Researchers at Tufts University have stabilized blood samples for long periods of time without refrigeration and at high temperatures by encapsulating them in air-dried silk protein. The technique, which is published online this week in the Proceedings of the National Academy of Sciences, has broad applications for clinical care and research that rely on accurate analysis of blood and other biofluids.
Blood contains proteins, enzymes, lipids, metabolites, and peptides that serve as biomarkers for health screening, monitoring and diagnostics. Both research and clinical care often require blood to be collected outside a laboratory. However, unless stored at controlled temperatures, these biomarkers rapidly deteriorate, jeopardizing the accuracy of subsequent laboratory analysis. Existing alternative collection and storage solutions, such as drying blood on paper cards, still fail to effectively protect biomarkers from heat and humidity.
The Tufts scientists successfully mixed a solution or a powder of purified silk fibroin protein extracted from silkworm cocoons with blood or plasma and air-dried the mixture. The air-dried silk films were stored at temperatures between 22 and 45 degrees C (71.6 to 113 degrees F). At set intervals, encapsulated blood samples were recovered by dissolving the films in water and analyzed.
“This approach should facilitate outpatient blood collection for disease screening and monitoring, particularly for underserved populations, and also serve needs of researchers and clinicians without access to centralized testing facilities. For example, this could support large-scale epidemiologic studies or remote pharmacological trials,” said senior and corresponding author David L. Kaplan, Ph.D., Stern Family Professor in the Department of Biomedical Engineering at Tufts School of Engineering.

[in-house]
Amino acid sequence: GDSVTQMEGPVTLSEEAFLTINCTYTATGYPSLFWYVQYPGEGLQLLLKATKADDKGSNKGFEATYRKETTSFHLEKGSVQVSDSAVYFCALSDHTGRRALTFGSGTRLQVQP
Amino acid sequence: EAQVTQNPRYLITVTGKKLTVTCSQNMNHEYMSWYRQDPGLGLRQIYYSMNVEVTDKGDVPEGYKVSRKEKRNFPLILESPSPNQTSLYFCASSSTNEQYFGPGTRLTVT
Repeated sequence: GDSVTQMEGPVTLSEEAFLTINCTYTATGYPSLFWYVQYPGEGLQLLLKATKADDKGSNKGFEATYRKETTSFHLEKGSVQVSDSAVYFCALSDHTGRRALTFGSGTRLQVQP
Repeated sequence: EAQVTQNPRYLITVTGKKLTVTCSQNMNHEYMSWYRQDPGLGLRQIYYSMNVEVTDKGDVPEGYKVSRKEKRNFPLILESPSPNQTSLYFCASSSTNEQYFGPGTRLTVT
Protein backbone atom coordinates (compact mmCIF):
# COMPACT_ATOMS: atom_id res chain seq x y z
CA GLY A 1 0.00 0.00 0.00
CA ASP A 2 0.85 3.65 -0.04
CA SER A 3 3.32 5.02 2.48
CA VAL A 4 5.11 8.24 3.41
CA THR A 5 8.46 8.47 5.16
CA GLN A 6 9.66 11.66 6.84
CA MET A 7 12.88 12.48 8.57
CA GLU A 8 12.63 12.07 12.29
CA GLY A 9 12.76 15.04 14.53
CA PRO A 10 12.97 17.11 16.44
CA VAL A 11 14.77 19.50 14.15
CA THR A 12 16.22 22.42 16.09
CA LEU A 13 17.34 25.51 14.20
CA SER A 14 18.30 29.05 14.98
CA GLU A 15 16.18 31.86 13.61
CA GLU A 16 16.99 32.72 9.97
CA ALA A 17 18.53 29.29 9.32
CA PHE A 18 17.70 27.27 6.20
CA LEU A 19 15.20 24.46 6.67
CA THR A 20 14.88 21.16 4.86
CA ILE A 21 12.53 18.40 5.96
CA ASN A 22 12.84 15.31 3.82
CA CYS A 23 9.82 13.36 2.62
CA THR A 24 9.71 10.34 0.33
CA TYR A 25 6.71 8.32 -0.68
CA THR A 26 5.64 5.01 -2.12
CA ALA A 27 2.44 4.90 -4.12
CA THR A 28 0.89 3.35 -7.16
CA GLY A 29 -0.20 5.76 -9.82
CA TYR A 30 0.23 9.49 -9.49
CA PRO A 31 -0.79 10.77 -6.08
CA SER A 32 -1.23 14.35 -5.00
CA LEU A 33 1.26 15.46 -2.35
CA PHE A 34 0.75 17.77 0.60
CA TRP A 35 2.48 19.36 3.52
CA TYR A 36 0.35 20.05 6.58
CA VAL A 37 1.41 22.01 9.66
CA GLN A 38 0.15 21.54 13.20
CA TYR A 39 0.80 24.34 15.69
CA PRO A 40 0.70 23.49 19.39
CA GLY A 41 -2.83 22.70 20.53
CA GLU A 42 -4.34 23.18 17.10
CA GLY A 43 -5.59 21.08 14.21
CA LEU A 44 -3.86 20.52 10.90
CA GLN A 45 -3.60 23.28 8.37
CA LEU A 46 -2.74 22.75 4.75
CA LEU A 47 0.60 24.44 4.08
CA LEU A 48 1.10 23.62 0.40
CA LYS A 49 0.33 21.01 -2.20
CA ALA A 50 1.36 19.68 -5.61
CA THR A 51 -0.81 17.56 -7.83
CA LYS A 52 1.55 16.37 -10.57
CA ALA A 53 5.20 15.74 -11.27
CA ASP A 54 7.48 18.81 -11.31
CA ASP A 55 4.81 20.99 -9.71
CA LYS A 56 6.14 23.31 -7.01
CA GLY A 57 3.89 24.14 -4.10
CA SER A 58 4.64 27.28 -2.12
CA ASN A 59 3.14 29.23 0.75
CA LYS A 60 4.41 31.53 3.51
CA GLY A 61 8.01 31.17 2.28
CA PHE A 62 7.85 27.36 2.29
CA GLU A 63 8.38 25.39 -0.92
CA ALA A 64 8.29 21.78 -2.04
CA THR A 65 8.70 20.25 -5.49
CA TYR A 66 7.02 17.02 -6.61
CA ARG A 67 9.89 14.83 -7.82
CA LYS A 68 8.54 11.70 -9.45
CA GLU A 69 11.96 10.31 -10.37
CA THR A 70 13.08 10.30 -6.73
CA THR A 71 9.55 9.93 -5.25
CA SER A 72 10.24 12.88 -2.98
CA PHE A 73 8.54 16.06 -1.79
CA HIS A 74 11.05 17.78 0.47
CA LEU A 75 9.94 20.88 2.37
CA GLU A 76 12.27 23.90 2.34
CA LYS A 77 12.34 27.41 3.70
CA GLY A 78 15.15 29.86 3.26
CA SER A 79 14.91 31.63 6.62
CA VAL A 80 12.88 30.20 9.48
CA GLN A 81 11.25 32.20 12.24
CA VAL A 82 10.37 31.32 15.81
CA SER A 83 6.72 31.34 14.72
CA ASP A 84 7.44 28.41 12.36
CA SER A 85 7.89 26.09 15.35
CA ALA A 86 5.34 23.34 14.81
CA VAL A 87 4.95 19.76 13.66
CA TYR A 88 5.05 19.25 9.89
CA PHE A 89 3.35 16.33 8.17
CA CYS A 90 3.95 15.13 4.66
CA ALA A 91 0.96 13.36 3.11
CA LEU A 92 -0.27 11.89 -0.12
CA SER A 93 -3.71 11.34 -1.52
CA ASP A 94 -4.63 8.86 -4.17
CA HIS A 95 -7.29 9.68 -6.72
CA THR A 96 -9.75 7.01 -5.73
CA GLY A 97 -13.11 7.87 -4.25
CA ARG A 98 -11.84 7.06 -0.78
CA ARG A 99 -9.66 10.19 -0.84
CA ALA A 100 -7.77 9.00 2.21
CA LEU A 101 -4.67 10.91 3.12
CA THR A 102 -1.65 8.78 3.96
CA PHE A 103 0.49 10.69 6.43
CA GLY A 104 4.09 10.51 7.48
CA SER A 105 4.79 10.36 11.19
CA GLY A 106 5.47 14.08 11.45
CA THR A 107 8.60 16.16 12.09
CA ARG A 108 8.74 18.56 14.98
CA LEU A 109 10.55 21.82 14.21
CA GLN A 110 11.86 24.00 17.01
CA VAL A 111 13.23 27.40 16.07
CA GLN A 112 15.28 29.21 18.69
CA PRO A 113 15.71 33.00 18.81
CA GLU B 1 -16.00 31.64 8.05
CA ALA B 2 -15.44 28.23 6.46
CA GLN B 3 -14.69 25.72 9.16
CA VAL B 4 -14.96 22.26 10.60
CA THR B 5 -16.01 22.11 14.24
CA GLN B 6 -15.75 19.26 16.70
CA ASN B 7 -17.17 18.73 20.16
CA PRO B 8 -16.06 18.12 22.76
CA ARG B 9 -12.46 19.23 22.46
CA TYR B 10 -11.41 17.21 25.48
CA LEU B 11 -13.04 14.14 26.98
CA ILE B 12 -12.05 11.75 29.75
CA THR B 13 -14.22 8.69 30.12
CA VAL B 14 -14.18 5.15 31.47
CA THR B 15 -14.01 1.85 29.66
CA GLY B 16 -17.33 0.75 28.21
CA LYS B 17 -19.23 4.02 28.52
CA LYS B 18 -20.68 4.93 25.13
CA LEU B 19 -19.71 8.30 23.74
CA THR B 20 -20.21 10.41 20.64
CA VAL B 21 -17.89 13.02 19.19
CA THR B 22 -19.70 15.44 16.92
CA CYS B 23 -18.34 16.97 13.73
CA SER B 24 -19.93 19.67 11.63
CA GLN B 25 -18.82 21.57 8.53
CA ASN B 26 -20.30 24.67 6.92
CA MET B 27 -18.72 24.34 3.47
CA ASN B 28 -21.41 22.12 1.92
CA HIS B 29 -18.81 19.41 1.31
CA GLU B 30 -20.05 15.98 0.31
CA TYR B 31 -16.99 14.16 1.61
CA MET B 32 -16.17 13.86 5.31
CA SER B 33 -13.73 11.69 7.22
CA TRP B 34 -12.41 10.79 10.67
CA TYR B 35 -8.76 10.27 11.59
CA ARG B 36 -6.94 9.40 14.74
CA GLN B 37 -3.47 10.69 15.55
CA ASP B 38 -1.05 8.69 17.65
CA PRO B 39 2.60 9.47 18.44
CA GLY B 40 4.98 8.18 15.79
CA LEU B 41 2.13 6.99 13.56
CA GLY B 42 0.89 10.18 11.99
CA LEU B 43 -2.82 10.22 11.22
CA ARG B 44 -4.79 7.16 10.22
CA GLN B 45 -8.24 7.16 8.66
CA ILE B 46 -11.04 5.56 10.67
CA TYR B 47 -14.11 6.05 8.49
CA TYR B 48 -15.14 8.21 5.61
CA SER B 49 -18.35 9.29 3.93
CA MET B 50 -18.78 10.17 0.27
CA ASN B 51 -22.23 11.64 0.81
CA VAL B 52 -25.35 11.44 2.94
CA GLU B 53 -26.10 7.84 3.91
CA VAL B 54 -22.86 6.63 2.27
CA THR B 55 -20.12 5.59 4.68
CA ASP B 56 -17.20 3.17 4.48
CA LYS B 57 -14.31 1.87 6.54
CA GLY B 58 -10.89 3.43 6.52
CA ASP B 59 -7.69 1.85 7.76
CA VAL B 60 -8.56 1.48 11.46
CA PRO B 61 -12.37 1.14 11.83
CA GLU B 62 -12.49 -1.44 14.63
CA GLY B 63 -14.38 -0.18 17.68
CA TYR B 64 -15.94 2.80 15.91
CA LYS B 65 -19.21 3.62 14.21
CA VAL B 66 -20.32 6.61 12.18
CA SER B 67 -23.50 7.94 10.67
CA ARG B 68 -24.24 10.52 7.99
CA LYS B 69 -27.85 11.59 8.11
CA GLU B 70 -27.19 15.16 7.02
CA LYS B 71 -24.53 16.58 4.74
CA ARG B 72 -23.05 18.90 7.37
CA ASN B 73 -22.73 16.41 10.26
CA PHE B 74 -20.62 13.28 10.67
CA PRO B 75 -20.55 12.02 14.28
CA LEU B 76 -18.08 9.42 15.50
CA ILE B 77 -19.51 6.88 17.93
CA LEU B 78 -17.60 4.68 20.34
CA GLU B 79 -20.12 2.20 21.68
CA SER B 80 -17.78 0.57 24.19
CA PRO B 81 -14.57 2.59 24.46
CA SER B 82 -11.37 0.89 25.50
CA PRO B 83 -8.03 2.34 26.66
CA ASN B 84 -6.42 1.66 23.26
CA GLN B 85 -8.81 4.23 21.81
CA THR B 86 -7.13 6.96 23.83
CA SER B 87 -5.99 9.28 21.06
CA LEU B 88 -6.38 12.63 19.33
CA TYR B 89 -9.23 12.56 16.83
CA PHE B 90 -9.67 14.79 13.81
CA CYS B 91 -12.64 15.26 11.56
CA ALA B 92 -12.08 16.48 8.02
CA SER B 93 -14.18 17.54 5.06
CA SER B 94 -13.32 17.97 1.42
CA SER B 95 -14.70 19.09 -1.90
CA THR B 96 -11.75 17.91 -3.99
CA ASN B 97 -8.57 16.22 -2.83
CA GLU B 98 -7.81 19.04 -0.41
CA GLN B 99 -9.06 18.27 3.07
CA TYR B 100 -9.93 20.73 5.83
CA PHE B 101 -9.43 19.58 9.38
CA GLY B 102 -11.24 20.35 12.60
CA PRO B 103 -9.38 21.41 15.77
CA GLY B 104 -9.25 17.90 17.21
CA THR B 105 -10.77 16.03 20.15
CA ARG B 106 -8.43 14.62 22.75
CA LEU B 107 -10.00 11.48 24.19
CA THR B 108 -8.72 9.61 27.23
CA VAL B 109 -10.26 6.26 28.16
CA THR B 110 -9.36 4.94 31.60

“We found that biomarkers could be successfully analyzed even after storage for 84 days at temperatures up to 113 degrees F. Encapsulation of samples in silk provided better protection than the traditional approach of drying on paper, especially at these elevated temperatures which a shipment might encounter during overseas or summer transport,” said the paper’s co-first author Jonathan A. Kluge, who earned both his Ph.D. and B.S. from Tufts School of Engineering and was a postdoctoral associate in the Kaplan lab when the research was done.
The paper noted that the silk-based technique requires accurate starting volumes of the blood or other specimens to be known, and salts or other buffers are needed to reconstitute samples for accurate testing of certain markers.
Kaplan, whose specialty is biopolymer engineering, has studied the unique properties and applications of silk for more than 20 years. He and his collaborators have successfully demonstrated silk’s ability to stabilize a variety of bioactive materials including antibiotics, vaccines, enzymes and monoclonal antibiotics with numerous biomedical and biomaterial applications. He also holds Tufts faculty appointments in the Department of Chemical and Biomedical Engineering, School of Medicine, School of Dental Medicine and Department of Chemistry in the School of Arts and Sciences.